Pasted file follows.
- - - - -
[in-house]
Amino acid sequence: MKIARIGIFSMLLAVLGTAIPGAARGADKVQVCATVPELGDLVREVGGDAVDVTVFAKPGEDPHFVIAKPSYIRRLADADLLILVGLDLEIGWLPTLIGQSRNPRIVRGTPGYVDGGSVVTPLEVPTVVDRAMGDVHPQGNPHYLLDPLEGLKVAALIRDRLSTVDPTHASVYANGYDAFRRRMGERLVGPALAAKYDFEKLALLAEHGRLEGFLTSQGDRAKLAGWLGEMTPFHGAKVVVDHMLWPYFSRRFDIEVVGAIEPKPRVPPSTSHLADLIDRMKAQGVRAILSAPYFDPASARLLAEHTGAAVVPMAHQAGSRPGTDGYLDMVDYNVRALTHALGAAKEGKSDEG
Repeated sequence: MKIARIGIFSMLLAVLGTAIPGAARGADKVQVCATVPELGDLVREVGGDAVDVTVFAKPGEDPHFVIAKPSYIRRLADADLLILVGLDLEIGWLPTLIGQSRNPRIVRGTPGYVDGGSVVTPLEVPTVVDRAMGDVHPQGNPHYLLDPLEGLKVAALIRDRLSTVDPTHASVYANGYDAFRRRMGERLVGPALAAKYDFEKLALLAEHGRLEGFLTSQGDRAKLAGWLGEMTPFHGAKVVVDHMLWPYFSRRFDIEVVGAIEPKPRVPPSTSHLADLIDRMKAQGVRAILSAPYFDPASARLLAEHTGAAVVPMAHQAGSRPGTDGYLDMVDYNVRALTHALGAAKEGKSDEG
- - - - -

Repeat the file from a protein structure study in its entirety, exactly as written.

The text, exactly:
[in-house]
Amino acid sequence: MKIARIGIFSMLLAVLGTAIPGAARGADKVQVCATVPELGDLVREVGGDAVDVTVFAKPGEDPHFVIAKPSYIRRLADADLLILVGLDLEIGWLPTLIGQSRNPRIVRGTPGYVDGGSVVTPLEVPTVVDRAMGDVHPQGNPHYLLDPLEGLKVAALIRDRLSTVDPTHASVYANGYDAFRRRMGERLVGPALAAKYDFEKLALLAEHGRLEGFLTSQGDRAKLAGWLGEMTPFHGAKVVVDHMLWPYFSRRFDIEVVGAIEPKPRVPPSTSHLADLIDRMKAQGVRAILSAPYFDPASARLLAEHTGAAVVPMAHQAGSRPGTDGYLDMVDYNVRALTHALGAAKEGKSDEG
Repeated sequence: MKIARIGIFSMLLAVLGTAIPGAARGADKVQVCATVPELGDLVREVGGDAVDVTVFAKPGEDPHFVIAKPSYIRRLADADLLILVGLDLEIGWLPTLIGQSRNPRIVRGTPGYVDGGSVVTPLEVPTVVDRAMGDVHPQGNPHYLLDPLEGLKVAALIRDRLSTVDPTHASVYANGYDAFRRRMGERLVGPALAAKYDFEKLALLAEHGRLEGFLTSQGDRAKLAGWLGEMTPFHGAKVVVDHMLWPYFSRRFDIEVVGAIEPKPRVPPSTSHLADLIDRMKAQGVRAILSAPYFDPASARLLAEHTGAAVVPMAHQAGSRPGTDGYLDMVDYNVRALTHALGAAKEGKSDEG